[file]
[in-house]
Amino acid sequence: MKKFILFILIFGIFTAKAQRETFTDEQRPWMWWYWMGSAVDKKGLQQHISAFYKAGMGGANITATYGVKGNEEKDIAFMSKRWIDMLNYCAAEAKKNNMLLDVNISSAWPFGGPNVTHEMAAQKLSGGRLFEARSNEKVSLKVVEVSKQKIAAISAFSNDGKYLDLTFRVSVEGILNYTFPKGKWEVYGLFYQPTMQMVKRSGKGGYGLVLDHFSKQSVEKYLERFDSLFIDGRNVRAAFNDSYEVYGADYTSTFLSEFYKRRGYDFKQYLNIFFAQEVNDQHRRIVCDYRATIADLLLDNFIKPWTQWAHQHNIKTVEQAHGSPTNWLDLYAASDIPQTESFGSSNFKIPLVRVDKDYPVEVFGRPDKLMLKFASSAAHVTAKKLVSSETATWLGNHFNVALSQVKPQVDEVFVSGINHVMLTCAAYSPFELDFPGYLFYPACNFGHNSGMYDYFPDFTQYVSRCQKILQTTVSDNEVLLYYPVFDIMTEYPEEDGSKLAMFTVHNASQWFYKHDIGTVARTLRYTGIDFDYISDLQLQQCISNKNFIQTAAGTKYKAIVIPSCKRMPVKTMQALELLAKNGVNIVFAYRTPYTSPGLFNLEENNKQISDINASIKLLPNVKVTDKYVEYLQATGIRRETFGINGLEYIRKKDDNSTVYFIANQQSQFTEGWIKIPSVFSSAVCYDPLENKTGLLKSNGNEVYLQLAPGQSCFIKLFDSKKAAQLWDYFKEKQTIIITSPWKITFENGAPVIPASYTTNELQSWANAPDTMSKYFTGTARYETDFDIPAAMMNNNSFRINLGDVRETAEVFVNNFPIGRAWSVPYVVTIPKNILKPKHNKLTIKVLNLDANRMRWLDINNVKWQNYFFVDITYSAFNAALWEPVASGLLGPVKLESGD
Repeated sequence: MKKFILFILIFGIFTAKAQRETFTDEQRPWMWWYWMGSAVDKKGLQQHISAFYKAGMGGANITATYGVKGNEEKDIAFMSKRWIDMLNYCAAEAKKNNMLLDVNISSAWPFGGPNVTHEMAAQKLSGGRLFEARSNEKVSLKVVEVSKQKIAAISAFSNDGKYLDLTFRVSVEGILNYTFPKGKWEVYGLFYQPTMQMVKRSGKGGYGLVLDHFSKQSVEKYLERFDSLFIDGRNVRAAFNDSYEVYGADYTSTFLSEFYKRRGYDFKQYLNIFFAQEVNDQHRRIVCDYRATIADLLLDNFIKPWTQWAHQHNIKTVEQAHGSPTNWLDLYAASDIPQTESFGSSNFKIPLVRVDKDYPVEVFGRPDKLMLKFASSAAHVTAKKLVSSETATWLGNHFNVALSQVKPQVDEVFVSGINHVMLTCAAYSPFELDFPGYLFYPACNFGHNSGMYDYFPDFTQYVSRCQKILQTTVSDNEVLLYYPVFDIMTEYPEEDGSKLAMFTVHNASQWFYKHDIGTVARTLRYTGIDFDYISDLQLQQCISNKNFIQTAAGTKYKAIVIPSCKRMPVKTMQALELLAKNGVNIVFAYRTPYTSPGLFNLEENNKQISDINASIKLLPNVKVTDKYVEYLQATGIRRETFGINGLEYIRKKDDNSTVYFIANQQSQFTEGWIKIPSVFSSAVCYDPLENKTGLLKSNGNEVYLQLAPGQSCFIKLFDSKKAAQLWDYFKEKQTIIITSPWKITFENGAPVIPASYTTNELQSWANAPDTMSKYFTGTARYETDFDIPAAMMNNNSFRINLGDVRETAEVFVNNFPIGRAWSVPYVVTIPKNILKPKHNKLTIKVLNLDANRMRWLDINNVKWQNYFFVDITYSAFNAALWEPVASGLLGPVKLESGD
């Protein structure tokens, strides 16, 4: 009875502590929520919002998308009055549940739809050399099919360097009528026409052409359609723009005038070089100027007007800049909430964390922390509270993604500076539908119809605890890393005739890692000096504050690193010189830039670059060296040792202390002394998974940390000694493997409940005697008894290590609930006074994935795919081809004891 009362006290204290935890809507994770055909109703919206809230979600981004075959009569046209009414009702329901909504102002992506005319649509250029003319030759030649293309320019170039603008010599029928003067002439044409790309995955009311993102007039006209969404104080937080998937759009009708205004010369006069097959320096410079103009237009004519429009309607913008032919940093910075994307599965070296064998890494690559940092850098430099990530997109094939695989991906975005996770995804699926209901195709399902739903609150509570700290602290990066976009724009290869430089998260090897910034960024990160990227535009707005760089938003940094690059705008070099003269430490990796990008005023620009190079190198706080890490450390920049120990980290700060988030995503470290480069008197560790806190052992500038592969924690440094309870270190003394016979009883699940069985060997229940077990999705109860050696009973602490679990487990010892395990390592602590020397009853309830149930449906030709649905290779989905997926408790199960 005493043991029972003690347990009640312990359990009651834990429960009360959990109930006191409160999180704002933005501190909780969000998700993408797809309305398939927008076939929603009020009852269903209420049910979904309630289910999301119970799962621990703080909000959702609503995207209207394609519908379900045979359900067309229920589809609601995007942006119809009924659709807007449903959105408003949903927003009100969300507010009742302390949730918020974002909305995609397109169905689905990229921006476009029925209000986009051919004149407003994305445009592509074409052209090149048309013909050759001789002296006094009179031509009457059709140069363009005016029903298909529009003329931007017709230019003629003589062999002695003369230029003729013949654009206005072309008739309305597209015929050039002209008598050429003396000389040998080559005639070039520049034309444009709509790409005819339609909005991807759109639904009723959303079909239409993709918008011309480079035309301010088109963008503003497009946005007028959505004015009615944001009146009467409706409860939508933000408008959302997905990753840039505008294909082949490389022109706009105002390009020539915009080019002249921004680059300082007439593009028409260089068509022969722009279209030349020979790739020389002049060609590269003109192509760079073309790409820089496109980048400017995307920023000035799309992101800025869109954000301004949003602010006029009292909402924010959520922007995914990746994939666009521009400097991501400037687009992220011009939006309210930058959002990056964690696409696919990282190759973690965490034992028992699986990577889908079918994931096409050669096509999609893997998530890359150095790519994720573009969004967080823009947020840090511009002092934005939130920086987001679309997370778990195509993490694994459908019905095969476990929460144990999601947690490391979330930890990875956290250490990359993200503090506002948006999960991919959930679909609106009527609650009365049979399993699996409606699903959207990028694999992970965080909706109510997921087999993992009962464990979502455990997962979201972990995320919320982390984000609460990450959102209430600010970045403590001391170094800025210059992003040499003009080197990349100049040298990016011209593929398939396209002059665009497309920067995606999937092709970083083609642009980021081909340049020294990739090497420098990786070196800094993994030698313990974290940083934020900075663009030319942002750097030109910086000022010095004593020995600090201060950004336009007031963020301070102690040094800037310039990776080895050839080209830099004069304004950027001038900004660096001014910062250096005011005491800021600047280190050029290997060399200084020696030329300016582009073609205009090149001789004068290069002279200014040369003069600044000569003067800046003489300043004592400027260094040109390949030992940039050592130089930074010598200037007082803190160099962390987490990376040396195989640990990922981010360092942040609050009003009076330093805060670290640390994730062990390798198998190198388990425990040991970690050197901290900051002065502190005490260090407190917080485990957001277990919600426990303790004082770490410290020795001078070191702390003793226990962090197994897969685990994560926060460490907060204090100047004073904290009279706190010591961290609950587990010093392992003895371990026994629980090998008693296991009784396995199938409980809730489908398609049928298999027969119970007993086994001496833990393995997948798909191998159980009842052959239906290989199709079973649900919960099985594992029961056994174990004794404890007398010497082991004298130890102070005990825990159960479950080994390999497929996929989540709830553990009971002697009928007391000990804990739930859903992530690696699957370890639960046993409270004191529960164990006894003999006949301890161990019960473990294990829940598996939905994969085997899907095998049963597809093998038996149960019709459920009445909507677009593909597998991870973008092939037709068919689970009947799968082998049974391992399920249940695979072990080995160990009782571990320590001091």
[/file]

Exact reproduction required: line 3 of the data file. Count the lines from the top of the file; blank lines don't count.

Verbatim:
Repeated sequence: MKKFILFILIFGIFTAKAQRETFTDEQRPWMWWYWMGSAVDKKGLQQHISAFYKAGMGGANITATYGVKGNEEKDIAFMSKRWIDMLNYCAAEAKKNNMLLDVNISSAWPFGGPNVTHEMAAQKLSGGRLFEARSNEKVSLKVVEVSKQKIAAISAFSNDGKYLDLTFRVSVEGILNYTFPKGKWEVYGLFYQPTMQMVKRSGKGGYGLVLDHFSKQSVEKYLERFDSLFIDGRNVRAAFNDSYEVYGADYTSTFLSEFYKRRGYDFKQYLNIFFAQEVNDQHRRIVCDYRATIADLLLDNFIKPWTQWAHQHNIKTVEQAHGSPTNWLDLYAASDIPQTESFGSSNFKIPLVRVDKDYPVEVFGRPDKLMLKFASSAAHVTAKKLVSSETATWLGNHFNVALSQVKPQVDEVFVSGINHVMLTCAAYSPFELDFPGYLFYPACNFGHNSGMYDYFPDFTQYVSRCQKILQTTVSDNEVLLYYPVFDIMTEYPEEDGSKLAMFTVHNASQWFYKHDIGTVARTLRYTGIDFDYISDLQLQQCISNKNFIQTAAGTKYKAIVIPSCKRMPVKTMQALELLAKNGVNIVFAYRTPYTSPGLFNLEENNKQISDINASIKLLPNVKVTDKYVEYLQATGIRRETFGINGLEYIRKKDDNSTVYFIANQQSQFTEGWIKIPSVFSSAVCYDPLENKTGLLKSNGNEVYLQLAPGQSCFIKLFDSKKAAQLWDYFKEKQTIIITSPWKITFENGAPVIPASYTTNELQSWANAPDTMSKYFTGTARYETDFDIPAAMMNNNSFRINLGDVRETAEVFVNNFPIGRAWSVPYVVTIPKNILKPKHNKLTIKVLNLDANRMRWLDINNVKWQNYFFVDITYSAFNAALWEPVASGLLGPVKLESGD